Andrew Turner, chief executive at Commercial Trust Limited, commented:
“At Commercial Trust we saw significant growth in applications. Now, more than ever, it is vital for landlord investors to use the insights of a specialist broker to set themselves up for success.
“The lending environment has changed radically since April 2016. The introduction of new Prudential Regulation Authority rules in 2017 has resulted in much stricter underwriting from a large proportion of mortgage lenders, both for individual investors and especially portfolio landlords.
“Specialist broker firms work closely with lenders from across the marketplace, and are cognisant of the types of challenges, and solutions that can be put in place, to steer landlord investors through the mire of lending complexity.
“In the past, savvy investors may have felt adequately informed to approach their buy to let lending options themselves, but now even some of the smaller, generalist, mortgage practitioners are turning to the bigger specialist firms for help with buy to let.
“You can imagine that, with only one or two, or even a handful of staff, keeping track of the fifty plus lenders and their differing interpretations of the PRA changes is a logistical nightmare, alongside the day to day work of residential mortgage or other financial advice.
“As a top 5 UK specialist in buy to let, Commercial Trust is fortunate to have the resources to keep our landlord clients abreast of a breadth of solutions that can keep their investments on track."
Turner added: “Because of the time it can take to complete a deal, I would recommend starting the process as soon as possible by getting in touch with a professional you know you can trust and it is no accident that we are so-named.”
Modest UK rental growth up to December 2017
Latest data shows there was a modest 1.2% growth in UK rent prices, in the year up to December 2017.
According to the Office for National Statistics (ONS), this is the lowest annual rate of growth since they began compiling data in January 2012 and represented a 0.2% fall from the previous month.
Wales saw the highest average increase in private rent at 1.7%, followed by England at 1.3%. However, Scotland’s rental growth was much slower at 0.4% in the 12 months to Dec ember 2017.
The ONS statistics for Wales continued a general pattern of increased annual growth rate since July 2016 and the latest data reflects the highest annual growth rate in the Principality, since this series began in 2010.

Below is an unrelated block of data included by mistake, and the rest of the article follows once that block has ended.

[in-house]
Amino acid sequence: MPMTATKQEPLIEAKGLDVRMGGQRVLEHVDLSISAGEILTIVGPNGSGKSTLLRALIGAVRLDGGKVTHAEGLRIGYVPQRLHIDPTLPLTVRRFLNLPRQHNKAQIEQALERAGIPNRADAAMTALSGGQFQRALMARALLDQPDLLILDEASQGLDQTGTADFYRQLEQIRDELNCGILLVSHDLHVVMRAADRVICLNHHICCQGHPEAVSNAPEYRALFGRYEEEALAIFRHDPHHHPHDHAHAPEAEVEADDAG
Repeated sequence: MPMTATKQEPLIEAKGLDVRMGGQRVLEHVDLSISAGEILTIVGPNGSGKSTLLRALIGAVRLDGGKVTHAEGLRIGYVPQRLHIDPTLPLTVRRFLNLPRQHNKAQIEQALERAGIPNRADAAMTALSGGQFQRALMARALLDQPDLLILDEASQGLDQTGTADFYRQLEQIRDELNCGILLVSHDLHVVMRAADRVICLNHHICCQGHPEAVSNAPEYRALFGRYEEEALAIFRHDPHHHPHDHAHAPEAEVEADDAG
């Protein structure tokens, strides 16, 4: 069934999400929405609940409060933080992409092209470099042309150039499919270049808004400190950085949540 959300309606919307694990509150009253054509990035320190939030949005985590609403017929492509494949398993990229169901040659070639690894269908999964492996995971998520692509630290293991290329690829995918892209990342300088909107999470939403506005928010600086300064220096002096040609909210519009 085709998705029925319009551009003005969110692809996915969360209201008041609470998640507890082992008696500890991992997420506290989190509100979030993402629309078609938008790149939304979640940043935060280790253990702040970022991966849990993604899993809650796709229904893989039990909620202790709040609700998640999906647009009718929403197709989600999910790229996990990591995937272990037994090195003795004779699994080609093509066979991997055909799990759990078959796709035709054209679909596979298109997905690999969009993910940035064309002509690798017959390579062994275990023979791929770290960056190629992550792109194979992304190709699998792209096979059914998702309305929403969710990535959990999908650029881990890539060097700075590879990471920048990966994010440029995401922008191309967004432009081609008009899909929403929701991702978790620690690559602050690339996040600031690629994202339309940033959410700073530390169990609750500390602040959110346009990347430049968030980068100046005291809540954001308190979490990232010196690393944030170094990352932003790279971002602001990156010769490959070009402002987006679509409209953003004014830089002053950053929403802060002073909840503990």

The data for England represented a slight fall of 0.1% from November 2017, but was also the lowest annual growth rate since January 2011, when it was also 1.3%.
Within the figure for England, London recorded growth of just 0.4% for the same period, its lowest annual rate of growth since October 2010.
This reflected the challenges that have been well chronicled in the Capital’s private rental sector in recent months. London recorded a figure of 0.6% growth in November.
The impact of stamp duty and rocking boat of Brexit has seen London hit particularly hard and as a result, landlords are investing in properties outside of the Capital, where house prices are typically lower and buy to let yields higher.
Furthermore, London’s tenants have perhaps more keenly felt the effects of inflationary rises and with earnings failing to keep pace with the cost of living, rising rents are simply no longer a viable option for many, who have opted to move to cheaper commutable locations.
Conversely, the East Midlands recorded the highest annual growth of 2.6% (although this fell 0.1% from November), followed by the East of England, which rose by an average of 2.2%.
Scottish rental growth may have been less than its regional counterparts, but the 0.4% increase in the 12 months to December 2017 was still an improvement of 0.2% on November data.
The ONS report suggested that the weaker growth north of the border might be a reflection on stronger supply and weaker demand for rental property.
Looking at the bigger picture, the ONS data indicates that momentum for increases in private rent across the UK has slowed since the end of 2015.
Below are the top 3 buy to let mortgage deals, by lowest initial rate, for fixed, tracker and variable products.
This table updates twice daily with the latest deals from a diverse range of specialist and high street lenders. Call our team to discuss any deal or click through for the full range.
|Rate||Product||Monthly cost||LTV||Lender fee||APR|
|1.37% then 4.99% Fixed for 27 months||Fixed for 27 months||£114||60%||£2,239||4.67%||Enquire|
|1.55% then 4.90% Variable for 27 months||Variable for 27 months||£129||60%||£1,300||4.55%||Enquire|
|1.49% then 5.00% Tracker for 24 months||Tracker for 24 months||£124||60%||£2,178||4.76%||Enquire|
|1.71% then 4.99% Fixed for 27 months||Fixed for 27 months||£142||70%||£2,239||4.73%||Enquire|
|1.60% then 4.90% Variable for 27 months||Variable for 27 months||£133||70%||£1,300||4.56%||Enquire|
|1.69% then 4.99% Tracker for 26 months||Tracker for 26 months||£140||75%||£2,355||4.75%||Enquire|
|2.94% then 4.99% Fixed for 24 months||Fixed for 24 months||£245||80%||£1,825||4.94%||Enquire|
|2.89% then 5.19% Variable for 24 months||Variable for 24 months||£240||80%||£794||5.02%||Enquire|
|3.85% then 5.35% Tracker for 24 months||Tracker for 24 months||£320||80%||£5,485||5.71%||Enquire|
|4.59% then 6.58% Fixed for 24 months||Fixed for 24 months||£382||85%||£3,110||6.73%||Enquire|
|4.64% then 6.58% Variable for 24 months||Variable for 24 months||£386||85%||£3,110||6.74%||Enquire|
Important: Lender fee is calculated based on a loan amount of £100,000.
YOUR PROPERTY MAY BE REPOSSESSED IF YOU DO NOT KEEP UP REPAYMENTS ON A MORTGAGE.
*Some lenders offer mortgages with no fees; however, our broker fee of up to £1,198 for Buy to Let first mortgages and up to £2,198 for Buy to Let secured loans will apply.
This table includes both Purchase and Remortgage rates. Speak to our advisors for a personalised recommendation.
This information should not be interpreted as financial advice. Mortgage and loan rates are subject to change.